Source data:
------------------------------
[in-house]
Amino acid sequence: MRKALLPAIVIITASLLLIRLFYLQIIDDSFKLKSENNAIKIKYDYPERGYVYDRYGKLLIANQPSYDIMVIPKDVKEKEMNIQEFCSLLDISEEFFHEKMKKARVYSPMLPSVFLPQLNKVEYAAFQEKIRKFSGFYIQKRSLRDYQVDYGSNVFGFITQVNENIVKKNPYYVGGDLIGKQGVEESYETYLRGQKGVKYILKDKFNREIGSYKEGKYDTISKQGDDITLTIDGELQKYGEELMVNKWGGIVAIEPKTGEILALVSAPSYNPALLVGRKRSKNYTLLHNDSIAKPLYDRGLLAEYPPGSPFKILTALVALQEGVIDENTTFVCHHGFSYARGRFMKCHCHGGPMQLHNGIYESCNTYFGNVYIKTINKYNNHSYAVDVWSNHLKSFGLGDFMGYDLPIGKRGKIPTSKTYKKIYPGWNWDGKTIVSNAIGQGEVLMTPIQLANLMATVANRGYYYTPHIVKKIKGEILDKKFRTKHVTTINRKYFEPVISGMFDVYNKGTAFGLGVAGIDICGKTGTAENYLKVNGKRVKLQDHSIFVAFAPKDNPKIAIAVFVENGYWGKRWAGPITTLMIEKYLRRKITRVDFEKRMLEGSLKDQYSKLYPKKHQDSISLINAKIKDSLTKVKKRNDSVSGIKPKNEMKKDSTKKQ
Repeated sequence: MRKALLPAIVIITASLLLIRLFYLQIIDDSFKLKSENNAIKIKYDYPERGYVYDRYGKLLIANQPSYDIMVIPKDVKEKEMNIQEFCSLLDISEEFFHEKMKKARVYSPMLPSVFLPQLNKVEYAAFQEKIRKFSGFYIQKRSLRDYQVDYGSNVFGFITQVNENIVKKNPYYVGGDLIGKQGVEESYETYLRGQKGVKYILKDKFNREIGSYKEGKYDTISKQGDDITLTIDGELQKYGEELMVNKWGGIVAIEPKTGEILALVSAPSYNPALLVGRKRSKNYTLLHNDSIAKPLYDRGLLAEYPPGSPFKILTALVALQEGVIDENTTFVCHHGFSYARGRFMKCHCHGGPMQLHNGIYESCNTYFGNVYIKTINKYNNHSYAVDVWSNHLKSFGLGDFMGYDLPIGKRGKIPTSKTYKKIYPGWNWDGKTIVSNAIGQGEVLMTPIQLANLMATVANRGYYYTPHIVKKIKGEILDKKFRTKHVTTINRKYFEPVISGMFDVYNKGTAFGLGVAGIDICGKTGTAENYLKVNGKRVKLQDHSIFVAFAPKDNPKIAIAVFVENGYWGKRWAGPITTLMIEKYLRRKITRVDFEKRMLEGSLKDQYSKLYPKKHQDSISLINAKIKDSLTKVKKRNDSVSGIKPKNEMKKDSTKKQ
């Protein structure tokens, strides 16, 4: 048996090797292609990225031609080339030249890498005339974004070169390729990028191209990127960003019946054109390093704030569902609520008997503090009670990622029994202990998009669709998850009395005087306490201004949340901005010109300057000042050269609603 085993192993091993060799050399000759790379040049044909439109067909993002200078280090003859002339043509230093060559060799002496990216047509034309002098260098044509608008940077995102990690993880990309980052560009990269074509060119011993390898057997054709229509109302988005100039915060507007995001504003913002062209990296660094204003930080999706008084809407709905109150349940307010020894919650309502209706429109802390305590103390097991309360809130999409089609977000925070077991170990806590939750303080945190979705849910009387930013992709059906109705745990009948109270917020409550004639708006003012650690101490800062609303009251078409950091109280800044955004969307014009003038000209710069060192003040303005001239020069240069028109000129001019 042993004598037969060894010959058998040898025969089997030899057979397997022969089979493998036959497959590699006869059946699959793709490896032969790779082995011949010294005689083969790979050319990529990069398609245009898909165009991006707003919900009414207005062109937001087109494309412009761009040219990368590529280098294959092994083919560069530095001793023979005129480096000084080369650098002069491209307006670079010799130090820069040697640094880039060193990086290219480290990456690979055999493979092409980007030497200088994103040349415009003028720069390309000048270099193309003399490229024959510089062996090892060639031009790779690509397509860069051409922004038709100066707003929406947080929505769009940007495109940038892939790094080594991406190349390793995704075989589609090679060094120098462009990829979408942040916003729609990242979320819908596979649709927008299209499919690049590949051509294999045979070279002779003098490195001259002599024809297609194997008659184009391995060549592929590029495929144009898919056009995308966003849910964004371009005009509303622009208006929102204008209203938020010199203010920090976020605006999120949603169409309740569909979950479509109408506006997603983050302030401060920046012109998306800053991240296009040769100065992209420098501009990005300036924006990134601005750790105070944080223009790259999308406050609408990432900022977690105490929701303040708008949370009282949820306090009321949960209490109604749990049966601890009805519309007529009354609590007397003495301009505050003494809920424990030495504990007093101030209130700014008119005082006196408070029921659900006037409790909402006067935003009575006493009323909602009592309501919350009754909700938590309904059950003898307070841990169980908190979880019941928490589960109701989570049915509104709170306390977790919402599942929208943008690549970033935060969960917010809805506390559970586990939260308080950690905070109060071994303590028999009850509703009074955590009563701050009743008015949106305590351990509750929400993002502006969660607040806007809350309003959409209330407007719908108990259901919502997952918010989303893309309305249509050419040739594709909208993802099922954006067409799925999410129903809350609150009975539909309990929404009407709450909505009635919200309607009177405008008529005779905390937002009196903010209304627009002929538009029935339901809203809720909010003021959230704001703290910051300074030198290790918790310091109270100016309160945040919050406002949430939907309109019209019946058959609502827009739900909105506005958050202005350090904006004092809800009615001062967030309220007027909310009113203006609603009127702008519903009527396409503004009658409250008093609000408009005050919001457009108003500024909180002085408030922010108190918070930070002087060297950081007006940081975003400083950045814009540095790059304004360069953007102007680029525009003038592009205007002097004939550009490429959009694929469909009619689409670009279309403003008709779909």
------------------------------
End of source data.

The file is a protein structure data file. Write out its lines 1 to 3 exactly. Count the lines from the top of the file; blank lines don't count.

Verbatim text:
[in-house]
Amino acid sequence: MRKALLPAIVIITASLLLIRLFYLQIIDDSFKLKSENNAIKIKYDYPERGYVYDRYGKLLIANQPSYDIMVIPKDVKEKEMNIQEFCSLLDISEEFFHEKMKKARVYSPMLPSVFLPQLNKVEYAAFQEKIRKFSGFYIQKRSLRDYQVDYGSNVFGFITQVNENIVKKNPYYVGGDLIGKQGVEESYETYLRGQKGVKYILKDKFNREIGSYKEGKYDTISKQGDDITLTIDGELQKYGEELMVNKWGGIVAIEPKTGEILALVSAPSYNPALLVGRKRSKNYTLLHNDSIAKPLYDRGLLAEYPPGSPFKILTALVALQEGVIDENTTFVCHHGFSYARGRFMKCHCHGGPMQLHNGIYESCNTYFGNVYIKTINKYNNHSYAVDVWSNHLKSFGLGDFMGYDLPIGKRGKIPTSKTYKKIYPGWNWDGKTIVSNAIGQGEVLMTPIQLANLMATVANRGYYYTPHIVKKIKGEILDKKFRTKHVTTINRKYFEPVISGMFDVYNKGTAFGLGVAGIDICGKTGTAENYLKVNGKRVKLQDHSIFVAFAPKDNPKIAIAVFVENGYWGKRWAGPITTLMIEKYLRRKITRVDFEKRMLEGSLKDQYSKLYPKKHQDSISLINAKIKDSLTKVKKRNDSVSGIKPKNEMKKDSTKKQ
Repeated sequence: MRKALLPAIVIITASLLLIRLFYLQIIDDSFKLKSENNAIKIKYDYPERGYVYDRYGKLLIANQPSYDIMVIPKDVKEKEMNIQEFCSLLDISEEFFHEKMKKARVYSPMLPSVFLPQLNKVEYAAFQEKIRKFSGFYIQKRSLRDYQVDYGSNVFGFITQVNENIVKKNPYYVGGDLIGKQGVEESYETYLRGQKGVKYILKDKFNREIGSYKEGKYDTISKQGDDITLTIDGELQKYGEELMVNKWGGIVAIEPKTGEILALVSAPSYNPALLVGRKRSKNYTLLHNDSIAKPLYDRGLLAEYPPGSPFKILTALVALQEGVIDENTTFVCHHGFSYARGRFMKCHCHGGPMQLHNGIYESCNTYFGNVYIKTINKYNNHSYAVDVWSNHLKSFGLGDFMGYDLPIGKRGKIPTSKTYKKIYPGWNWDGKTIVSNAIGQGEVLMTPIQLANLMATVANRGYYYTPHIVKKIKGEILDKKFRTKHVTTINRKYFEPVISGMFDVYNKGTAFGLGVAGIDICGKTGTAENYLKVNGKRVKLQDHSIFVAFAPKDNPKIAIAVFVENGYWGKRWAGPITTLMIEKYLRRKITRVDFEKRMLEGSLKDQYSKLYPKKHQDSISLINAKIKDSLTKVKKRNDSVSGIKPKNEMKKDSTKKQ